This. And especially the bolded, x 1000!

I agree, this is the best wording I've seen. I don't like using "tricker" because it's giving FIL a dodge of thinking he's still funny. Call it what it is -- he's lying to a little girl.

I agree. Call Grandpa what he is, a liar.

TootsNYC

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Re: Letting an adult "suffer the consequences" of behavior toward kids- Rude?
« Reply #88 on: December 14, 2012, 01:06:15 AM »
If they decide to go with the tell the truth Granddad is a liar method, they still should not leave an upset Taylor with her grandfather. The man has proven he doesn't get kids. He might lose it and accidentally hurt the child - by shaking her for example

I think this is an exaggeration. And what we might call an "interesting assumption." I don't know how in the world you get to this from the kind of game-playing Grandpa is doing!

Emmy

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Re: Letting an adult "suffer the consequences" of behavior toward kids- Rude?
« Reply #89 on: December 14, 2012, 02:12:10 AM »
If they decide to go with the tell the truth Granddad is a liar method, they still should not leave an upset Taylor with her grandfather. The man has proven he doesn't get kids. He might lose it and accidentally hurt the child - by shaking her for example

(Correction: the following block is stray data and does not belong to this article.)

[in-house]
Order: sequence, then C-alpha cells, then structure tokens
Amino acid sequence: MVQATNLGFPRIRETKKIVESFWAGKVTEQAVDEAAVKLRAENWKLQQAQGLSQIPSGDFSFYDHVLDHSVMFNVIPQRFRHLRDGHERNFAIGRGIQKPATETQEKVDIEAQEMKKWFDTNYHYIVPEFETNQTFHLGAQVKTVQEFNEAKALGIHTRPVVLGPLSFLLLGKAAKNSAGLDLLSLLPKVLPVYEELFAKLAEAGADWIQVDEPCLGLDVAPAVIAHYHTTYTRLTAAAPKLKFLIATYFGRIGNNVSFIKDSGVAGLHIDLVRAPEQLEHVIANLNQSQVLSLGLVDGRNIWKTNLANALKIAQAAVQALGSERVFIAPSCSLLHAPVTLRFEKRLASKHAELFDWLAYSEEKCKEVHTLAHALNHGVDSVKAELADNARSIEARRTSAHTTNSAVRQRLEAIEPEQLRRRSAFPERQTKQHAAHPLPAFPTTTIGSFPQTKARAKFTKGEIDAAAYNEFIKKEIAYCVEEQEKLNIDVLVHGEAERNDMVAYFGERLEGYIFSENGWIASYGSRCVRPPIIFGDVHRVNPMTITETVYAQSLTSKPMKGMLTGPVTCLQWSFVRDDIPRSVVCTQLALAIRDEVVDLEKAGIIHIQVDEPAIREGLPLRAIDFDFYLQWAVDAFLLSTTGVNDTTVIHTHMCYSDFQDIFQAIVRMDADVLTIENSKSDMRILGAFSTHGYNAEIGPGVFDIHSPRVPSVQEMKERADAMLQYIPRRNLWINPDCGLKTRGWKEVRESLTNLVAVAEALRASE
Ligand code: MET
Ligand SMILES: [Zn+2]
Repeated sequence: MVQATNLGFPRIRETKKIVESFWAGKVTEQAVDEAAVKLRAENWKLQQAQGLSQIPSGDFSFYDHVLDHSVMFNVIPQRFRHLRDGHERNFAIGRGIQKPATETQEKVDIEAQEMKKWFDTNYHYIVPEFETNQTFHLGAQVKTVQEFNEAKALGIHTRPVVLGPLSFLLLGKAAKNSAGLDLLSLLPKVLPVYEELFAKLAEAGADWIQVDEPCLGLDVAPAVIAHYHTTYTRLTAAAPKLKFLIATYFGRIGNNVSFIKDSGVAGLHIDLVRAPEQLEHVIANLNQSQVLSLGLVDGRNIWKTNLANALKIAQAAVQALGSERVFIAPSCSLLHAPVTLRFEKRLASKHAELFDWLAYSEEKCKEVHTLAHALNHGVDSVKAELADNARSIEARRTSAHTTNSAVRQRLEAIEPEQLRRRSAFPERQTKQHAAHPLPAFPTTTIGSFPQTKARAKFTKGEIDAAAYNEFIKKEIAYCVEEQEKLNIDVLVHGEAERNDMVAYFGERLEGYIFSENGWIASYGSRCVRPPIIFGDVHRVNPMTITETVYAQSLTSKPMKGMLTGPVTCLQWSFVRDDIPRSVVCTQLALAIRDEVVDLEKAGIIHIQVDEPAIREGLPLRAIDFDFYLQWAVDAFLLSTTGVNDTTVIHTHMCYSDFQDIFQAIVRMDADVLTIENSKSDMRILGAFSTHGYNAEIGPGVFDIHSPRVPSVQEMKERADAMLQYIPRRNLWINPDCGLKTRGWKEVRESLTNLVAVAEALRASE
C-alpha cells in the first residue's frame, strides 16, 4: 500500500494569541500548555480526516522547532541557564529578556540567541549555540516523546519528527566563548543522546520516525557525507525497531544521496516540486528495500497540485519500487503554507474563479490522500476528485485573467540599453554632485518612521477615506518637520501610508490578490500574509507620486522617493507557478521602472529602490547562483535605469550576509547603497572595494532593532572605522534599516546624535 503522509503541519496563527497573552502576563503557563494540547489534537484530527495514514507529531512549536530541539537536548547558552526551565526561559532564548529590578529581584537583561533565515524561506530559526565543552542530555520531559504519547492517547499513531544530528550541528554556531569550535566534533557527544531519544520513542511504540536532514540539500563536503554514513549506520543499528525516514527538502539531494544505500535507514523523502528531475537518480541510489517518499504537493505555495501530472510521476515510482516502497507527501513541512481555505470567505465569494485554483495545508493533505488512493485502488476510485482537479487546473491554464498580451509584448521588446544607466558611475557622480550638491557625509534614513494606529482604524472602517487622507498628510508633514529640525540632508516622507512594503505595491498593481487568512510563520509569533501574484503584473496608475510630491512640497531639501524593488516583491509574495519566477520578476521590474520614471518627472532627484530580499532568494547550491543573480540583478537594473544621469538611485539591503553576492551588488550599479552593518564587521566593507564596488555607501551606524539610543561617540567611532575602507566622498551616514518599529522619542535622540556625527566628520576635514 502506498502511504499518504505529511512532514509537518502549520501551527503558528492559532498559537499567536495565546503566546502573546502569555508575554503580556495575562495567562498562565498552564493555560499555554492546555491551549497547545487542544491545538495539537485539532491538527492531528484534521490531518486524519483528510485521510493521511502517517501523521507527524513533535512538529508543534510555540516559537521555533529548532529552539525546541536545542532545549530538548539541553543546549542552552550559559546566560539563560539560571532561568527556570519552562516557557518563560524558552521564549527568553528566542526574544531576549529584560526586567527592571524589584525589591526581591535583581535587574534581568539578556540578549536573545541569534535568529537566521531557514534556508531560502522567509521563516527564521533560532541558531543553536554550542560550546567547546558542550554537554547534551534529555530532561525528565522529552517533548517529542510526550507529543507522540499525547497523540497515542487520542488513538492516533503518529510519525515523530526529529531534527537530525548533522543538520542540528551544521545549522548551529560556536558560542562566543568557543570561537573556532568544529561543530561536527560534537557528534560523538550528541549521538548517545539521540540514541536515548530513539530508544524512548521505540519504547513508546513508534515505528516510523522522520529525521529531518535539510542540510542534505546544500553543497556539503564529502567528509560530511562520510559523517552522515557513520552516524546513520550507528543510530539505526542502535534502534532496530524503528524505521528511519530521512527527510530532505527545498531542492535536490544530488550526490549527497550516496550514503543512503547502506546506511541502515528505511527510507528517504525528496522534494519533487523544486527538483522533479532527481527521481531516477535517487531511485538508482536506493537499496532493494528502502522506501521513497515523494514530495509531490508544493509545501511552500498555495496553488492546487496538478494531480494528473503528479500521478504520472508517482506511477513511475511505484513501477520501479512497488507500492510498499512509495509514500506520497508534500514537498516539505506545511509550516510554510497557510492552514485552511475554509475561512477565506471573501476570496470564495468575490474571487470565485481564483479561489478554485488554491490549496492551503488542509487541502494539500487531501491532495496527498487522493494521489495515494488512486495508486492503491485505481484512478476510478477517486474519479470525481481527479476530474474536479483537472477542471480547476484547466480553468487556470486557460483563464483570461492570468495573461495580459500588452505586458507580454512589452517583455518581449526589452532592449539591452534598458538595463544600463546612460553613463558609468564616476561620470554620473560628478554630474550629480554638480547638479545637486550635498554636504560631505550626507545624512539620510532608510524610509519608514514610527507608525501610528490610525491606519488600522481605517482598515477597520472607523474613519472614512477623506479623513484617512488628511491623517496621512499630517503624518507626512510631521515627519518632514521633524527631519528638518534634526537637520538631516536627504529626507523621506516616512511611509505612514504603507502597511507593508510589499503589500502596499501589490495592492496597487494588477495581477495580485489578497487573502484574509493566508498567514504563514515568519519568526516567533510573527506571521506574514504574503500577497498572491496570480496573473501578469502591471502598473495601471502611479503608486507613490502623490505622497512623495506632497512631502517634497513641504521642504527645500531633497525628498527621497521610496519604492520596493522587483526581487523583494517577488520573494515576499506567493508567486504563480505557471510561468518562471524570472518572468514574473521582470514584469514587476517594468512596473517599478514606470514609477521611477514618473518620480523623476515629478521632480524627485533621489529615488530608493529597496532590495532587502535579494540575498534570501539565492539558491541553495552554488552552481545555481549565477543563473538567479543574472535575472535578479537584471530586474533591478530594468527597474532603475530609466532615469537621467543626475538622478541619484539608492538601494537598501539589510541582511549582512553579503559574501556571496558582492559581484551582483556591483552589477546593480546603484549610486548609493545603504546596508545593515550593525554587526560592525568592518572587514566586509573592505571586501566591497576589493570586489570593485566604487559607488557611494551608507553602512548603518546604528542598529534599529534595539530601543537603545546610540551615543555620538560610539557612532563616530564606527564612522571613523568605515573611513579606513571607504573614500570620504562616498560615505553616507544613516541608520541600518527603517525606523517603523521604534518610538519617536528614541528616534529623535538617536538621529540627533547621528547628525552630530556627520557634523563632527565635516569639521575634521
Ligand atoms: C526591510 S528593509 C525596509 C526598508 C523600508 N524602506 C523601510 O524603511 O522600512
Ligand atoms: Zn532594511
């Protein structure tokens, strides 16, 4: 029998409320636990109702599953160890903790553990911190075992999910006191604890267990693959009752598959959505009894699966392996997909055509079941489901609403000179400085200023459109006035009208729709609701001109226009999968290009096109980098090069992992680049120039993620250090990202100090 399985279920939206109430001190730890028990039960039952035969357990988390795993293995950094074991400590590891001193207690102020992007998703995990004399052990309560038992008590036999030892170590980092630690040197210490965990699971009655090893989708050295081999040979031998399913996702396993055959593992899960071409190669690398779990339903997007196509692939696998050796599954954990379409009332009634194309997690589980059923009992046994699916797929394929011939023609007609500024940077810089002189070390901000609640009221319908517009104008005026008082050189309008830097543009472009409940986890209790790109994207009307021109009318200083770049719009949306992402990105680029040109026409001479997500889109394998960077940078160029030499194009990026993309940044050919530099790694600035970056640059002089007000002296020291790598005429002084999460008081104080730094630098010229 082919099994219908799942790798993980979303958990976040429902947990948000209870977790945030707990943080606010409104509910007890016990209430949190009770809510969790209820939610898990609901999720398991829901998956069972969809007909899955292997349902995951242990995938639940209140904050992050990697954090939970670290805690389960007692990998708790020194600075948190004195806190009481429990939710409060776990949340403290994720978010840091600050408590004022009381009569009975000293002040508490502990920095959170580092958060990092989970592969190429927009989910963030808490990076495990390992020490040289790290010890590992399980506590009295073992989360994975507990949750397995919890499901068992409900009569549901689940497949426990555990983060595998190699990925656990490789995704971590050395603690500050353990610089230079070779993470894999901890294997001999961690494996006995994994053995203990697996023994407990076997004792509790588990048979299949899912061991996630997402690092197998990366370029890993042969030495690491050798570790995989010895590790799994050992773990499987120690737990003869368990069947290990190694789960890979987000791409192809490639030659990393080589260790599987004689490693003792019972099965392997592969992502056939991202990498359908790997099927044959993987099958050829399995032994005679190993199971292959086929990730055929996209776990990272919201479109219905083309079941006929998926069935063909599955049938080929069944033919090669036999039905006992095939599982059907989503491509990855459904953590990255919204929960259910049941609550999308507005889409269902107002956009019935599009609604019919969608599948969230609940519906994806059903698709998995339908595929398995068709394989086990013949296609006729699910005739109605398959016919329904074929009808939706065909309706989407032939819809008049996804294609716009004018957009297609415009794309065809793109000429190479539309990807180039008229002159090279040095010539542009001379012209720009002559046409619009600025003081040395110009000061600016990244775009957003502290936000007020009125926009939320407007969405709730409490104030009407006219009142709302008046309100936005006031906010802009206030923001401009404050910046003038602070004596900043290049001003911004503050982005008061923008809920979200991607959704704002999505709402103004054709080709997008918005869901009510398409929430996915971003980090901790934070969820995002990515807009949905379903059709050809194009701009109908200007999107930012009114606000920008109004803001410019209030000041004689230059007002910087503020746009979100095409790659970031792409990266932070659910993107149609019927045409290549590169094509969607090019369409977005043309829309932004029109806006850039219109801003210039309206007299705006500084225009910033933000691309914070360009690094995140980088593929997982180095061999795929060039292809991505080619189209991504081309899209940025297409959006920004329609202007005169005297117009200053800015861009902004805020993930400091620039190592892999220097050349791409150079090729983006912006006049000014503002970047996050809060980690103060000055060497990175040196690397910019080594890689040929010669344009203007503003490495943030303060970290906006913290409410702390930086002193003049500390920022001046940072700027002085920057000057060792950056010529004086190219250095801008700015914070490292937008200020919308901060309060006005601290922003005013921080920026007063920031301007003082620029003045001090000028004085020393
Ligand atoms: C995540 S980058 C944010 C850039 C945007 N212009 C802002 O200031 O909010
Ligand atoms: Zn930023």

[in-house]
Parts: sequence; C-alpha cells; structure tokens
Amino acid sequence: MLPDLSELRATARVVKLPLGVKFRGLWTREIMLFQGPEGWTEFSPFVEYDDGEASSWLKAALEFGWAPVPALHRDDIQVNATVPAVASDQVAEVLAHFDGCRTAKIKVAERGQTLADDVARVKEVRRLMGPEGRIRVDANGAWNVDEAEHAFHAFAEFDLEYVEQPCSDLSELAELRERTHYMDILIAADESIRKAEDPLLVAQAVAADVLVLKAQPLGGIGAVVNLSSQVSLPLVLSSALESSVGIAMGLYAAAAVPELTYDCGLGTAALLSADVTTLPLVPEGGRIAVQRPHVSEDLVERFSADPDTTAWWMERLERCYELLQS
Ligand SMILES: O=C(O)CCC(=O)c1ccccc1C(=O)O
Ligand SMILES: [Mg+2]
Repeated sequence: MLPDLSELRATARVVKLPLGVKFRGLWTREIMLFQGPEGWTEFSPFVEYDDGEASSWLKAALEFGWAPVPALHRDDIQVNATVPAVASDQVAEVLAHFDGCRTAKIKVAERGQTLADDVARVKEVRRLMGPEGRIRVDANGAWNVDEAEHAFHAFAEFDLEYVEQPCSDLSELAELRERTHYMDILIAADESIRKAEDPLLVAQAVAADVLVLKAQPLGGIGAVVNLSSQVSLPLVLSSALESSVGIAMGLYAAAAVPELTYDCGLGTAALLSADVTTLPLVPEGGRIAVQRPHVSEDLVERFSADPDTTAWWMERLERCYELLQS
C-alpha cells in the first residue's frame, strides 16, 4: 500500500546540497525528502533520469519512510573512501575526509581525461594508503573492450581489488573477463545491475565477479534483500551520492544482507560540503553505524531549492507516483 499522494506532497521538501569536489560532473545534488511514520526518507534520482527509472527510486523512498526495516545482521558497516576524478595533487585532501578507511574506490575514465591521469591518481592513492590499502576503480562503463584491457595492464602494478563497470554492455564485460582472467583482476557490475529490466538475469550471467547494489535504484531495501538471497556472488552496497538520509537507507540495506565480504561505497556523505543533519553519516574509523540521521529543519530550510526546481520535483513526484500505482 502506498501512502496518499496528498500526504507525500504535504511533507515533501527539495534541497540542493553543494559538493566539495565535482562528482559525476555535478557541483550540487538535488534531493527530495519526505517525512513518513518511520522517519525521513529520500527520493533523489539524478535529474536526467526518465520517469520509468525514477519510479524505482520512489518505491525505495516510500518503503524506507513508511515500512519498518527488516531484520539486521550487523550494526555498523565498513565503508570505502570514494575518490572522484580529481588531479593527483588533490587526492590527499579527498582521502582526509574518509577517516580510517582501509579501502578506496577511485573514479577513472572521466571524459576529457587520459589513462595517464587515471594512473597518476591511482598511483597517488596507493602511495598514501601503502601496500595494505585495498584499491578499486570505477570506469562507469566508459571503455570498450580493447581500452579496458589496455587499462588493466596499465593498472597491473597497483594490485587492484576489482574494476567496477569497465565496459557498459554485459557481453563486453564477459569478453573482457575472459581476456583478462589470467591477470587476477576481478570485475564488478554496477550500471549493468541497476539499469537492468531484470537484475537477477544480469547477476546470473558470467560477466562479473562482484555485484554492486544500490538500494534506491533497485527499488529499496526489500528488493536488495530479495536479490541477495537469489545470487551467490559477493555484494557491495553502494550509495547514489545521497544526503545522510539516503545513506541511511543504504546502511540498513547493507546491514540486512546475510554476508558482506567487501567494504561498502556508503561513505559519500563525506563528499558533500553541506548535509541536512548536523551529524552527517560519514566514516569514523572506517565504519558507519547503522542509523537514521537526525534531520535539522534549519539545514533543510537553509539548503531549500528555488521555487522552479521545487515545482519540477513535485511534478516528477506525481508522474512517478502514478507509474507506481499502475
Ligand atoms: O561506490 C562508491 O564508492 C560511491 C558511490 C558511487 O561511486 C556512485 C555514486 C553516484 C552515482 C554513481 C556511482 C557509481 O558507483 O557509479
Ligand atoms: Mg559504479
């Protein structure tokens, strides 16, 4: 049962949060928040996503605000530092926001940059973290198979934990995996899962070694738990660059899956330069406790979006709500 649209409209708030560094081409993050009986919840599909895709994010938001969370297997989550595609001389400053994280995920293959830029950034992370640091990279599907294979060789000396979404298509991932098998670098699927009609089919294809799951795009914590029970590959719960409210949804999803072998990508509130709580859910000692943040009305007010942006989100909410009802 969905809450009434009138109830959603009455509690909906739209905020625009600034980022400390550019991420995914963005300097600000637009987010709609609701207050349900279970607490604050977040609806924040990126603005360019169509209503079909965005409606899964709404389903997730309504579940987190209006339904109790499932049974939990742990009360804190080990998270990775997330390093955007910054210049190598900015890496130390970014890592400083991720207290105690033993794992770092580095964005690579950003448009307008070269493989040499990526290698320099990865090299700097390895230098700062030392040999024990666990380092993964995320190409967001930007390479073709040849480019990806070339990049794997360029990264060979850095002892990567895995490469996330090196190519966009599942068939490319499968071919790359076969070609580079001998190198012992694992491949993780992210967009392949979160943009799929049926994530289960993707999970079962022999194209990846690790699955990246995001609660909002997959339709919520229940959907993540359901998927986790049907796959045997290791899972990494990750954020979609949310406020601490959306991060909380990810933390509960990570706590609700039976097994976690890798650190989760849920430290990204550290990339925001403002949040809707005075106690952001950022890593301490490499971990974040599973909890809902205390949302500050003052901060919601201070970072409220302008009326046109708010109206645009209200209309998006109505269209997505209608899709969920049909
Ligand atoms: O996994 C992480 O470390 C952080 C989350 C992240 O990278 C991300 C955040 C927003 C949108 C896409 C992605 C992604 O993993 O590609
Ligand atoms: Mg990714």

I agree that leaving the upset child with Grandpa to deal with is also punishing her after she was the victim of emotional abuse.  Since he feels children should not have tantrums, he would probably be less than comforting to her.  He should have to deal with his own actions, but not at the expense of the child.  Limiting the time that her grandfather can see her gives him consequences while protecting her.

Honestly, I'd use the word liar.  In front of Grandpa.  I think that would get him to understand that when he's saying things like that, he's lying, and to a child.  If he tried to protest, I'd say, "Oh, so you *were* going to take her to Very Special Place?"  When he says no, he was just joking, then, "Do you see anybody laughing?  Does Taylor seem to think you're funny?  Jokes should make people laugh, not cry.  When your "jokes" make people cry, then it's just bullying, and it's plain mean." I think he needs a harsh wakeup call, because it's obvious that this has been addressed over and over without him making any change.  And Taylor needs to hear that he's a liar.  She needs to be prepped ahead of time, and reminded as he's saying it as well.

This. And especially the bolded, x 1000!

I like this too.